Later, “bust a cap” appears in a form very close to the one in “True Grit.” Frank Hamer, the former Texas Ranger who led the posse that tracked down and killed Bonnie Parker and Clyde Barrow in 1934, is widely quoted as saying he’d been reluctant to shoot Parker:
“I hated to bust a cap on a woman, especially when she was sitting down, but if it wouldn’t have been her, it would’ve been us.”
The oldest documented reference I turned up? It comes from 1865 and was published the following year in “The Index to the Executive Documents of the United States. First Session Thirty-Ninth Congress.” Among many other papers, the volume contains the proceedings of two courts-martial held in the occupied South during 1865. The cases are harrowing and involve circumstances unthinkable in the southern states, and unusual anywhere in the country, before the Civil War: white defendants being held to answer for the murders of black victims. The first case involved a former slave who allegedly stole a horse and was shot and killed by the horse’s owner (the verdict: guilty of manslaughter; sentence: 10 years in a northern prison).
The second case involved a woman, Nellie West, killed by two men in Taliaferro County, Georgia–a former plantation overseer and a young friend of his–who wanted to stop her from reporting earlier maltreatment to the local military authorities. Here’s the overseer, John M. Brown, describing his accomplice, Christopher Columbus Reese, in action:
I was near the railroad crossing, and Columbus Reese was crouching behind the bushes, about seventy-five yards from me, close by the railroad track; I heard him pop a cap, and heard Nellie say, “Yes, I see you are trying to shoot at me.” … Reese then appeared to be putting another cap on his gun, at the same time hastening after her. I hallooed to bim, “Quit, don’t do that,” but he made no reply, but ran after her into the pine. … I then heard the gun fired, and saw him, after firing, turn round and stop. Nellie screamed two or three times, but I could not see her where she stood. Reese came back out of the pines and asked me to shoot my double-barrelled gun into her head to make sure that she was dead.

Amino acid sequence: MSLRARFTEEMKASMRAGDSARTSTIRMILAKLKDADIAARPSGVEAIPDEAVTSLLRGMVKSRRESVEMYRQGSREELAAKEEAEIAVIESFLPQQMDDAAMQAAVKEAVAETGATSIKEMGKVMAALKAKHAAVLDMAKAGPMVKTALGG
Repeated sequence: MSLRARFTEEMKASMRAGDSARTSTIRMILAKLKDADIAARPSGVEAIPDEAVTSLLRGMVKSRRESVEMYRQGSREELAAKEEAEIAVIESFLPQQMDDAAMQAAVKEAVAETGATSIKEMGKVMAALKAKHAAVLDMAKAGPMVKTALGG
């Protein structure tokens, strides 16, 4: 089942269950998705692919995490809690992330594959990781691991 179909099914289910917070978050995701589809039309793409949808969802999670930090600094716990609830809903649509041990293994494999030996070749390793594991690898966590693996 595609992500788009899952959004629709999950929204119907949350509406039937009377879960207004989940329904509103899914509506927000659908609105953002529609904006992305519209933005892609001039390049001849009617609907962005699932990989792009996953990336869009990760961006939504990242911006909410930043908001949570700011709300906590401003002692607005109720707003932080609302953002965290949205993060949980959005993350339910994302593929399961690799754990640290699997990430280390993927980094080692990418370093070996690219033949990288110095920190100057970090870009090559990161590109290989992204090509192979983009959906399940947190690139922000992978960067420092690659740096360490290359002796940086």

Both Reese and Brown were found guilty of murder and sentenced to be hanged (their chief defense was that the court had no jurisdiction in the case). Alexander Stephens, the former vice president of the Confederacy, endorsed an appeal for clemency in Reese’s case to President Andrew Johnson. As the scheduled execution date in January 1866 drew near, Reese came up with a story—not in evidence previously—that Nellie West was the aggressor and tried to kill him with a piece of scythe blade, that he killed her in self-defense, and that he had falsely implicated his alleged accomplice, Brown, to save himself. The Army’s judge advocate general responded in a letter to Johnson, “The attention of the President is respectfully called to the significant fact that not a particle of proof … to lend probability to his shocking charge.”
The post-script (by way of a footnote in “The Papers of Andrew Johnson: September 1865-January 1866”): Johnson at first approved the hangings. But after receiving appeals for mercy for both defendants—and despite the patently false confession of Reese and the judge advocate general’s opinion that “if the law does not take the life of such a monster of crime as this [Reese], then it is believed that the penal code has been enacted in vain”— he blocked the execution. History, so far as I can consult it on my laptop, doesn’t record what happened to Brown. Reese went on to once more bust a cap—this time in a bar-room brawl in which he killed a man.